The theme for 2015-2017 is Violences. We seek research that addresses the locations, causes, experiences, and effects of violence in scales varying from large to small, societal to individual, transnational to domestic, transhistorical to localized, physical and psychological, to epistemological and spiritual. Who or what engages in violence? Why and with what results? Who or what experiences violence? Why and with what results? What are the forces that generate violence, or its opposite, some form of non-violence? What is the role of memory in the legacies of violence? Research can focus on violence in relationship to human, animal, environmental, material, and/or mechanical experiences or conditions; and to the interrelationship of violence in and beyond its binary relationships with non-violence, peace, reconciliation, politics, and so forth. Projects can address communal and/or individual violence in war, religion, sectarianism, terrorism, families, sexuality, and other forms of embodied experience.
We welcome projects that engage aesthetics, philosophy, cultural studies, history, psychology, critical race studies, geography, linguistics, media studies, LGBTQ studies, performativity, embodiment, and other core and emerging approaches to the topic. Interdisciplinary scope across fields in the humanities or between the humanities, arts, sciences, and social sciences is also encouraged.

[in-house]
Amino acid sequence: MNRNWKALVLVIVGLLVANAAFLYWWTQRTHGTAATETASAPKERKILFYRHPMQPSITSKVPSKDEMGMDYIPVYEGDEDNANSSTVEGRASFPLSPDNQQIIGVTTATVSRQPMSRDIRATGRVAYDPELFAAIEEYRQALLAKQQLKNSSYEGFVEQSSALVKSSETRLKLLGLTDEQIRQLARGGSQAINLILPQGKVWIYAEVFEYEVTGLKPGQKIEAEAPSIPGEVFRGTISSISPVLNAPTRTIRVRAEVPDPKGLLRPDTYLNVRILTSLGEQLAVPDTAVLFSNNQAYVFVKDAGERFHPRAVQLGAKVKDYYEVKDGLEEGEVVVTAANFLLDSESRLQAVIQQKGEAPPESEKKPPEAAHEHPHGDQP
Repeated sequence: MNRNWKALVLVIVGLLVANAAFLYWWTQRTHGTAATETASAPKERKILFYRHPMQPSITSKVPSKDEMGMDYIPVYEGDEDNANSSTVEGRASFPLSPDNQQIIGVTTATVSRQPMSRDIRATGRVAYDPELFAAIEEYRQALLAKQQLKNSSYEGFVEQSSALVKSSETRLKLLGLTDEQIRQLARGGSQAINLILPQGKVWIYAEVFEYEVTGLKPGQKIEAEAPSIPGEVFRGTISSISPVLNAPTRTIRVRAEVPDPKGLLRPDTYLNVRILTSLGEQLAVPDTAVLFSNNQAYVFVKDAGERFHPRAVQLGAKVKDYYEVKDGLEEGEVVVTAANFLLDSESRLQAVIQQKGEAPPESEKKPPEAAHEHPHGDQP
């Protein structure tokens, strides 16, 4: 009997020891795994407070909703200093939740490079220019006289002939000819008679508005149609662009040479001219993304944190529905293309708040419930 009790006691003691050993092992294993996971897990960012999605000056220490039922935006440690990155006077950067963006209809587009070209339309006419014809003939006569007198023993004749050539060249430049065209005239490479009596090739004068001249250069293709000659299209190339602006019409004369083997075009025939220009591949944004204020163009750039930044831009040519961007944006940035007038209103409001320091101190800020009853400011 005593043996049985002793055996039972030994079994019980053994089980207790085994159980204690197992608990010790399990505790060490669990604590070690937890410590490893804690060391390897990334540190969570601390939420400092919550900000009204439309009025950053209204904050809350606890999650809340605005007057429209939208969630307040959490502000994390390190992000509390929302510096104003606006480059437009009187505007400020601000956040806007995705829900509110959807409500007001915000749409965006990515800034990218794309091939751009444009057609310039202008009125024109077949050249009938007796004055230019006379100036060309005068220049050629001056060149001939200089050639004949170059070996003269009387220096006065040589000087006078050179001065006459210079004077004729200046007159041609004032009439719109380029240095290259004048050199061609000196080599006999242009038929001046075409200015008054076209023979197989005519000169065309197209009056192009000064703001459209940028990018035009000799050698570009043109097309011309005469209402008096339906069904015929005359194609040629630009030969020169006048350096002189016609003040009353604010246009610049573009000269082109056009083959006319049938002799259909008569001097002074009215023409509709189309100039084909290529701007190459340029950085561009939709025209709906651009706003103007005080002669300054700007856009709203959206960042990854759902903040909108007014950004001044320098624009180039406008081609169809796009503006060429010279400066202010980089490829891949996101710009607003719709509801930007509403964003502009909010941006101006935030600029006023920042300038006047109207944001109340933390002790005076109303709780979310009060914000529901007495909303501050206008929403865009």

Applications for the 2015-17 fellowships closed on November 1, 2014.
We invite applications for cutting-edge work from researchers across the humanities and humanistic social sciences whose work reflects upon or has significant implications for the meanings and effects of religion, secularism, or postsecularism in past, current, or future societies.
We welcome work focused on any aspect of democracy, from Ancient Greece to the contemporary Middle East; from the emergence of print to the rise of digitization; from social movements (new and old) to liberalism (new and old); from the avant-garde to popular culture. Research may focus on any region of the world, any period of history, and any language, medium, genre, or form.
We invite applications for excellent, cutting-edge work focused on any media (verbal, visual, audial, kinetic); on any forms (oral, print, performance, digital); and on any media systems (local, global, private, mass market).
Especially welcome: work at the intersection of the humanities and life sciences; work that theorizes or historicizes the concept of life; work that involves cross-cultural and comparative perspectives; and work that challenges disciplinary or methodological boundaries.